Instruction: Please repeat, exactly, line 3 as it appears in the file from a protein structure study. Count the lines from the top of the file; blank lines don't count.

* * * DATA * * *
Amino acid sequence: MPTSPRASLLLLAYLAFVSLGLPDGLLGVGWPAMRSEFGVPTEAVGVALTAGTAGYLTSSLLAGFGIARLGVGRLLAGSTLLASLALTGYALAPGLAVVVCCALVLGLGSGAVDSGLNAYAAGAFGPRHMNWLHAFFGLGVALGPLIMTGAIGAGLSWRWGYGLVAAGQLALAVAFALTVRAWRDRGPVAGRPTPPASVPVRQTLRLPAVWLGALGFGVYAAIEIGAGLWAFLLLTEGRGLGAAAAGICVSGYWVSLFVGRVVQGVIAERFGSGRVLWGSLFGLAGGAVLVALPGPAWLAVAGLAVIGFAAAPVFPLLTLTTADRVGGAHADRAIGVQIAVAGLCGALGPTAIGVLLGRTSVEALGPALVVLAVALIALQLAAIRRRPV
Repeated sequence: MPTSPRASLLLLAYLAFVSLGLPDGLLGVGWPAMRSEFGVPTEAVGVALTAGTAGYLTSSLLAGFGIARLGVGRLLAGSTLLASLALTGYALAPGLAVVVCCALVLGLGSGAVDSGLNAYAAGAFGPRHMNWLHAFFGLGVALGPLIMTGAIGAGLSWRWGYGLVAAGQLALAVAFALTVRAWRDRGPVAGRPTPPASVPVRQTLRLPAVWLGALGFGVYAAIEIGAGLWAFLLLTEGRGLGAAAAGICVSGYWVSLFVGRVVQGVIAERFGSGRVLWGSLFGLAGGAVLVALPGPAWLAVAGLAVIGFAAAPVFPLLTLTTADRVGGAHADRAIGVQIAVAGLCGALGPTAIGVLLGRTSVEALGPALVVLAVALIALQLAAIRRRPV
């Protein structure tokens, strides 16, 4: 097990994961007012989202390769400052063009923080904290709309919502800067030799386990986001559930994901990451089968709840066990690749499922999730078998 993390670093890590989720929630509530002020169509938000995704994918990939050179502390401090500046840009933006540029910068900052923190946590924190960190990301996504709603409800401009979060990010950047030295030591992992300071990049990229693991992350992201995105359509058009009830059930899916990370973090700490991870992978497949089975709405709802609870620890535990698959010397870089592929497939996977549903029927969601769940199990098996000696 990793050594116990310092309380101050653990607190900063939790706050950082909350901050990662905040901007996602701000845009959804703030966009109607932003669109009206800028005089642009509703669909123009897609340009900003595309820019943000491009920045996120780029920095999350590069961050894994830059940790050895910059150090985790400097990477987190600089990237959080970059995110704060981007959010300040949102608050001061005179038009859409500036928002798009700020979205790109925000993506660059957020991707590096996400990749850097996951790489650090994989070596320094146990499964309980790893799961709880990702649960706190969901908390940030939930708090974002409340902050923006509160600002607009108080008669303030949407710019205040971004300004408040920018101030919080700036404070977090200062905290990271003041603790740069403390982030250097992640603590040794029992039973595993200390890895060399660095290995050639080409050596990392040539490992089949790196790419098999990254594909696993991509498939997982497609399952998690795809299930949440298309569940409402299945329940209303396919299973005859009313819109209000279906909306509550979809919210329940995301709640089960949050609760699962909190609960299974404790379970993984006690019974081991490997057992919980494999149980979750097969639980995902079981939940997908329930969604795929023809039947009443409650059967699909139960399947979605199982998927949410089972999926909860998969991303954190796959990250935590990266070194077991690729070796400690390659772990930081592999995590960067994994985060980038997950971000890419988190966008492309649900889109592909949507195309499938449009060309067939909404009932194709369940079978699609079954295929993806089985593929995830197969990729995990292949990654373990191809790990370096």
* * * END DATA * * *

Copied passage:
């Protein structure tokens, strides 16, 4: 097990994961007012989202390769400052063009923080904290709309919502800067030799386990986001559930994901990451089968709840066990690749499922999730078998 993390670093890590989720929630509530002020169509938000995704994918990939050179502390401090500046840009933006540029910068900052923190946590924190960190990301996504709603409800401009979060990010950047030295030591992992300071990049990229693991992350992201995105359509058009009830059930899916990370973090700490991870992978497949089975709405709802609870620890535990698959010397870089592929497939996977549903029927969601769940199990098996000696 990793050594116990310092309380101050653990607190900063939790706050950082909350901050990662905040901007996602701000845009959804703030966009109607932003669109009206800028005089642009509703669909123009897609340009900003595309820019943000491009920045996120780029920095999350590069961050894994830059940790050895910059150090985790400097990477987190600089990237959080970059995110704060981007959010300040949102608050001061005179038009859409500036928002798009700020979205790109925000993506660059957020991707590096996400990749850097996951790489650090994989070596320094146990499964309980790893799961709880990702649960706190969901908390940030939930708090974002409340902050923006509160600002607009108080008669303030949407710019205040971004300004408040920018101030919080700036404070977090200062905290990271003041603790740069403390982030250097992640603590040794029992039973595993200390890895060399660095290995050639080409050596990392040539490992089949790196790419098999990254594909696993991509498939997982497609399952998690795809299930949440298309569940409402299945329940209303396919299973005859009313819109209000279906909306509550979809919210329940995301709640089960949050609760699962909190609960299974404790379970993984006690019974081991490997057992919980494999149980979750097969639980995902079981939940997908329930969604795929023809039947009443409650059967699909139960399947979605199982998927949410089972999926909860998969991303954190796959990250935590990266070194077991690729070796400690390659772990930081592999995590960067994994985060980038997950971000890419988190966008492309649900889109592909949507195309499938449009060309067939909404009932194709369940079978699609079954295929993806089985593929995830197969990729995990292949990654373990191809790990370096």